(Editor’s Note: Mad Scientist Laboratory is pleased to present the second guest blog post by Dr. Richard Nabors, Associate Director for Strategic Planning and Deputy Director, Operations Division, U.S. Army Research, Development and Engineering Command (RDECOM) Communications-Electronics Research, Development and Engineering Center (CERDEC), addressing how Augmented and Mixed Reality are the critical elements required for integrated sensor systems to become truly operational and support Soldiers’ needs in complex environments.
Dr. Nabors’ previous guest post addressed how the proliferation of sensors, integrated via the Internet of Battlefield Things [IoBT], will provide Future Soldiers with the requisite situational awareness to fight and win in increasingly complex and advanced battlespaces.)
Speed has always been and will be a critical component in assuring military dominance. Historically, the military has sought to increase the speed of its jets, ships, tanks, and missiles. However, one of the greatest leaps that has yet to come and is coming is the ability to significantly increase the speed of the decision-making process of the individual at the small unit level.
To maximize individual and small unit initiative to think and act flexibly, Soldiers must receive as much relevant information as possible, as quickly as possible. Integrated sensor technologies can provide situational awareness by collecting and sorting real-time data and sending a fusion of information to the point of need, but that information must be processed quickly in order to be operationally effective. Augmented Reality (AR) and Mixed Reality (MR) are two of the most promising solutions to this challenge facing the military and will eventually make it possible for Soldiers to instantaneously respond to an actively changing environment.
AR and MR function in real-time, bringing the elements of the digital world into a Soldier’s perceived real world, resulting in optimal, timely, and relevant decisions and actions. AR and MR allow for the overlay of information and sensor data into the physical space in a way that is intuitive, serves the point of need, and requires minimal training to interpret. AR and MR will enable the U.S. military to survive in complex environments by decentralizing decision-making from mission command and placing substantial capabilities in Soldiers’ hands in a manner that does not overwhelm them with information.
On a Soldier’s display, AR can render useful battlefield data in the form of camera imaging and virtual maps, aiding a Soldier’s navigation and battlefield perspective. Special indicators can mark people and various objects to warn of potential dangers. Soldier-borne, palm-size reconnaissance copters with sensors and video can be directed and tasked instantaneously on the battlefield. Information can be gathered by unattended ground sensors and transmitted to a command center, with AR and MR serving as a networked communication system between military leaders and the individual Soldier. Used in this way, AR and MR increase Soldier safety and lethality.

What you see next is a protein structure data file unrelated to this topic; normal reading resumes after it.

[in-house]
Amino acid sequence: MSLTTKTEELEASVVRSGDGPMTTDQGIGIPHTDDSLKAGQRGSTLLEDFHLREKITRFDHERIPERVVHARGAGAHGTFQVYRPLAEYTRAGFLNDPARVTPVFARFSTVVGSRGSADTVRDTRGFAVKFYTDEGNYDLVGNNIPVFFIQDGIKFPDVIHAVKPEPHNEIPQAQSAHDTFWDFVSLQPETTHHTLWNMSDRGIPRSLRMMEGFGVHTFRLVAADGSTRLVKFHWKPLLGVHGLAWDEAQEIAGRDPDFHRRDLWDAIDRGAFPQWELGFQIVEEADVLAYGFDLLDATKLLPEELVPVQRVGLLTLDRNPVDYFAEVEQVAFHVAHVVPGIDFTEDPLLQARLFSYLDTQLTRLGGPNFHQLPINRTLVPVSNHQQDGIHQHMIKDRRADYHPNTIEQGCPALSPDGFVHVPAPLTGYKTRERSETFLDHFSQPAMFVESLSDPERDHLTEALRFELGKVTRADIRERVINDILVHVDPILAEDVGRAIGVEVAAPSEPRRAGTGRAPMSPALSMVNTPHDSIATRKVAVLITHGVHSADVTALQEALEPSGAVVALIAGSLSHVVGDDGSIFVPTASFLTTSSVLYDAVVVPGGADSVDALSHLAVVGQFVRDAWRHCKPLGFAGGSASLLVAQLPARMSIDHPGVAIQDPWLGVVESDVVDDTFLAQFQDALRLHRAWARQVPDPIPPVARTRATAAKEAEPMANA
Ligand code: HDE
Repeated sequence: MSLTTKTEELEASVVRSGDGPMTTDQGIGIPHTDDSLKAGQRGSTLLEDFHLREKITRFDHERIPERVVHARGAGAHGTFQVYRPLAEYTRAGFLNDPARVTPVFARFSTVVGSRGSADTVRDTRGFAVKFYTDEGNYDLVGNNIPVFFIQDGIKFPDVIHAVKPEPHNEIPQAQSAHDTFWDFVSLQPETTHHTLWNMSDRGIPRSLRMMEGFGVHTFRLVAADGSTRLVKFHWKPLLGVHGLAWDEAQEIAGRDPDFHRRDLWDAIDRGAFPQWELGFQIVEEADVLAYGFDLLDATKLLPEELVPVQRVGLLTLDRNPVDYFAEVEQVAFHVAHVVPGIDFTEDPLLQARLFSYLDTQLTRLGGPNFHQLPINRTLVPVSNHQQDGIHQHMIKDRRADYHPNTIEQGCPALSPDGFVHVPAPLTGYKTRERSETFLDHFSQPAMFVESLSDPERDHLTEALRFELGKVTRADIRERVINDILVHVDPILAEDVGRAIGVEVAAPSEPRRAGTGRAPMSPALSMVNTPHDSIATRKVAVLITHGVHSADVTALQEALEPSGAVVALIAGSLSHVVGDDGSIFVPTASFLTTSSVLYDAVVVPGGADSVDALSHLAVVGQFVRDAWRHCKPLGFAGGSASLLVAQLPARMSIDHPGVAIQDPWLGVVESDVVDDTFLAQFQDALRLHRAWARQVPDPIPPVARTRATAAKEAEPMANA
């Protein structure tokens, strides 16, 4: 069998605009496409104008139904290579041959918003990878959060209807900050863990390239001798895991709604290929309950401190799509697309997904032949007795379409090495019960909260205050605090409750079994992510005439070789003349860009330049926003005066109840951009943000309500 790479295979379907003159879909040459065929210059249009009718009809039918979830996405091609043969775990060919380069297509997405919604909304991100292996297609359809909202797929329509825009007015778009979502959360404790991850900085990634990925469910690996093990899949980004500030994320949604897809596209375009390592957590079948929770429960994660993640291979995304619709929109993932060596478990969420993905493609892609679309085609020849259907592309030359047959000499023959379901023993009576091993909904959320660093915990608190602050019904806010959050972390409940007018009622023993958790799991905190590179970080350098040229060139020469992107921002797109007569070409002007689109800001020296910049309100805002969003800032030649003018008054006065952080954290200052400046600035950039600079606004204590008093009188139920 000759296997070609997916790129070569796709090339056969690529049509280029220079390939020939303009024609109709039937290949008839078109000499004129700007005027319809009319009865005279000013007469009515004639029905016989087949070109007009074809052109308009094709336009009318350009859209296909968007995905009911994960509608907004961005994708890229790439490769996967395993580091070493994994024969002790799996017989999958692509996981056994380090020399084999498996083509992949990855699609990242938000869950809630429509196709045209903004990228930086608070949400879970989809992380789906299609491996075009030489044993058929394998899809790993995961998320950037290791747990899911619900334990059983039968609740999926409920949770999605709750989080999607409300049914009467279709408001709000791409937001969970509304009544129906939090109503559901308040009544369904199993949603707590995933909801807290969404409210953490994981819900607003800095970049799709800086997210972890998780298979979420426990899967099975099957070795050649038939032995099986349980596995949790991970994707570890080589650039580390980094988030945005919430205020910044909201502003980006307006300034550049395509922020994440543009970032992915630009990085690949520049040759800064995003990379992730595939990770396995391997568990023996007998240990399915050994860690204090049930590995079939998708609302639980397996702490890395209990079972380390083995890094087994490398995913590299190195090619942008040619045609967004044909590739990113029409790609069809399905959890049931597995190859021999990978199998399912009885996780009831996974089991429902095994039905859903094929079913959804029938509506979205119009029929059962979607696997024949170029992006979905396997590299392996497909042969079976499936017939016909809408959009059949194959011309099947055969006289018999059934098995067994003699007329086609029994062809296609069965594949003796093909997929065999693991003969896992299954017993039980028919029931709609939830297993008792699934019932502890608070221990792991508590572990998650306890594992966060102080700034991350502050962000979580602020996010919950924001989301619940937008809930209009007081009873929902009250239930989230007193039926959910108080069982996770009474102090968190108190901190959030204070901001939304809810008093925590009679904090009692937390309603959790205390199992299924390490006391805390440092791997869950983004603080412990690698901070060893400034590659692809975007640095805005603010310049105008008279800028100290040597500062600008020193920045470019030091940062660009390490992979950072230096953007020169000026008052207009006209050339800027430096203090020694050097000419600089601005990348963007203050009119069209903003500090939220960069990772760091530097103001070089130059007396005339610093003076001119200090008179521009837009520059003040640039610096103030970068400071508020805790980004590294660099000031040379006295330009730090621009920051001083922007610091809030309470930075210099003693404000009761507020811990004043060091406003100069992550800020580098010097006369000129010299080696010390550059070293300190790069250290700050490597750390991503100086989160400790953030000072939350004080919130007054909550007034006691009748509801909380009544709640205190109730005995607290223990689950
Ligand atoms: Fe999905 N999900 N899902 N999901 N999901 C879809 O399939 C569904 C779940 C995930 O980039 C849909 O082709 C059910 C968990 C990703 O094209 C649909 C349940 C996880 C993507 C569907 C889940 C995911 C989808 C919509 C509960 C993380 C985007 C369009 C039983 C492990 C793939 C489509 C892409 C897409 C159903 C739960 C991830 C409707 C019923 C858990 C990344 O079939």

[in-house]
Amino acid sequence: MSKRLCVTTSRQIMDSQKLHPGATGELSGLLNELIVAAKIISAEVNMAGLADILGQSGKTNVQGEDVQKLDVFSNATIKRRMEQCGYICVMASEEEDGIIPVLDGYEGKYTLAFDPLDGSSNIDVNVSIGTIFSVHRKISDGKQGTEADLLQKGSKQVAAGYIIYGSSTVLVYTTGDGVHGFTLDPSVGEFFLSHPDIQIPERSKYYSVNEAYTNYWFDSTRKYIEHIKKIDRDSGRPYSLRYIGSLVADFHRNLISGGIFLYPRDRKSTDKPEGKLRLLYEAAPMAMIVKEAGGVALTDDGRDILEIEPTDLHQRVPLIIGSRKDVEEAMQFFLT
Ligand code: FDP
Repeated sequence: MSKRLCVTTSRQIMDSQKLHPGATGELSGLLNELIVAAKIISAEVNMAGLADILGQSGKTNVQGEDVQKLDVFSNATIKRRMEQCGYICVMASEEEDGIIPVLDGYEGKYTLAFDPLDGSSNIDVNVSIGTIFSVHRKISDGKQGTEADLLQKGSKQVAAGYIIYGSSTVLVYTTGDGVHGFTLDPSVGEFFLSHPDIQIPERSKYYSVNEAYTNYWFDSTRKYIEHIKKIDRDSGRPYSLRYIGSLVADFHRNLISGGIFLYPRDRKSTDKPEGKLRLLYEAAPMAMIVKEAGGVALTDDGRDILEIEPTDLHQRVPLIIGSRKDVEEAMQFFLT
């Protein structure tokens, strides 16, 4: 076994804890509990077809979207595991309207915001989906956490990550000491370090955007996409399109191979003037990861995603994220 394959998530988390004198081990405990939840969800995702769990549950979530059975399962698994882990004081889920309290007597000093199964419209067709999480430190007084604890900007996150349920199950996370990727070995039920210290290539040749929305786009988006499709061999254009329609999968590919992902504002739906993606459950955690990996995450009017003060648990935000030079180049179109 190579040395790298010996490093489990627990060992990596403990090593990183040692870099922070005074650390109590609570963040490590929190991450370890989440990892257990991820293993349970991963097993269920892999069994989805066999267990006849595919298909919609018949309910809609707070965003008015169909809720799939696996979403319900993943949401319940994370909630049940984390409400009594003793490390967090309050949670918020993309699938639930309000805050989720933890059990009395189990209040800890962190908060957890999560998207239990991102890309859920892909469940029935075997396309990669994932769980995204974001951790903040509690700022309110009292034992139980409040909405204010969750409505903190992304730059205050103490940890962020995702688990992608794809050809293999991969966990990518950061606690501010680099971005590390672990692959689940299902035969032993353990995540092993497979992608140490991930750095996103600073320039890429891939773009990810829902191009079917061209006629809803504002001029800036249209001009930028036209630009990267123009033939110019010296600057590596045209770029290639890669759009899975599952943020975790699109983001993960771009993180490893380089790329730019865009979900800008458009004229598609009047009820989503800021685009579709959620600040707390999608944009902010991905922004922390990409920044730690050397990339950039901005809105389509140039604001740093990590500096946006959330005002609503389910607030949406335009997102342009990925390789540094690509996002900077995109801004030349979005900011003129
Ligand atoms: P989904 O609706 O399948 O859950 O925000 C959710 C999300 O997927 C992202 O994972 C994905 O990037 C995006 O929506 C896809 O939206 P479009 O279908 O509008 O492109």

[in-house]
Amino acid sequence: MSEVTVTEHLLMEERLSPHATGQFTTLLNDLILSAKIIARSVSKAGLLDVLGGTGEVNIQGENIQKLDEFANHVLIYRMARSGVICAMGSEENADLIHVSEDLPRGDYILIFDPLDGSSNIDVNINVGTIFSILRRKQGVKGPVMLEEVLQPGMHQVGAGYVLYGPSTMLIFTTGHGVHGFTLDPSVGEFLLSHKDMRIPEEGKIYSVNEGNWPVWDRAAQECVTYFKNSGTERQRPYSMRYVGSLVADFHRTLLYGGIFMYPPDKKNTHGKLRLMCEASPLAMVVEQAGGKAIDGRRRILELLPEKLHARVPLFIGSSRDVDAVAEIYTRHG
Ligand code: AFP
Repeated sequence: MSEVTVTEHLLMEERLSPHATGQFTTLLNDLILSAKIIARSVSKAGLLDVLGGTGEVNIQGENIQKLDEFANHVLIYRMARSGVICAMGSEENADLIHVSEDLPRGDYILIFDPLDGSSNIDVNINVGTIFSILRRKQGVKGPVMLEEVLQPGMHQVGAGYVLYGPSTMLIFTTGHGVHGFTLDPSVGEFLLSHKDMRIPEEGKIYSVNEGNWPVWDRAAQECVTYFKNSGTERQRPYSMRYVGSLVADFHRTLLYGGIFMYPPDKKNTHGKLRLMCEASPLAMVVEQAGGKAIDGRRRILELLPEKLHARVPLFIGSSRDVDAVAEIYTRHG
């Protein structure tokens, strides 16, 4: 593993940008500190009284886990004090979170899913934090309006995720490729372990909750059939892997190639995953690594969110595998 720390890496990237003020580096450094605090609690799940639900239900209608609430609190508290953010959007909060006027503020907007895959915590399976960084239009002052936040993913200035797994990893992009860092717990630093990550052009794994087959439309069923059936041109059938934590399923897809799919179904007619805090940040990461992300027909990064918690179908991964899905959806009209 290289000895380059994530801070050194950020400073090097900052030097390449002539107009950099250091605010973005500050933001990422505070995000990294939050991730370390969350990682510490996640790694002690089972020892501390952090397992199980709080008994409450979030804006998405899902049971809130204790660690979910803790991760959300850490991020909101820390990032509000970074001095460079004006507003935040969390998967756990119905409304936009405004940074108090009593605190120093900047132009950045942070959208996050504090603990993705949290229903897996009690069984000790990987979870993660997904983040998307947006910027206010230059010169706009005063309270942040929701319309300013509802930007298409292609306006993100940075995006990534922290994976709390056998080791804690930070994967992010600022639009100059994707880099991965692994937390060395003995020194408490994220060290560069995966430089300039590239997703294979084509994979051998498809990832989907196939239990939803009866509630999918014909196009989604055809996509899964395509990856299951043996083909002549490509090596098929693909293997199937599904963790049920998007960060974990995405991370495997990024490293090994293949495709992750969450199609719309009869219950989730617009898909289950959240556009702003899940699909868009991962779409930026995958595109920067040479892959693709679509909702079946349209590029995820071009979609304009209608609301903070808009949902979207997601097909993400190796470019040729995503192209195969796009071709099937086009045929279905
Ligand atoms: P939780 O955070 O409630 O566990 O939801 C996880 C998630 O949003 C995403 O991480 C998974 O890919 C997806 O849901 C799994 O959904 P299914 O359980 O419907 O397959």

In the near-term, the Army Research and Development (R&D) community is investing in the following areas:
• Reliable position tracking devices that self-calibrate for head orientation of head-worn sensors.
• Ultralight, ultrabright, ultra-transparent display eyewear with wide field of view.
• Three-dimensional viewers with battlefield terrain visualization, incorporating real-time data from unmanned aerial vehicles, etc.
In the mid-term, R&D activities are focusing on:
• Manned vehicles with sensors and processing capabilities for moving autonomously, tasked for Soldier protection.
• Robotic assets, tele-operated, semi-autonomous, or autonomous and imbued with intelligence, with limbs that can keep pace with Soldiers and act as teammates.
• Robotic systems that contain multiple sensors that respond to environmental factors affecting the mission, or have self-deploying camouflage capabilities that stay deployed while executing maneuvers.
• Enhanced reconnaissance through deep-penetration mapping of building layouts, cyber activity, and subterranean infrastructure.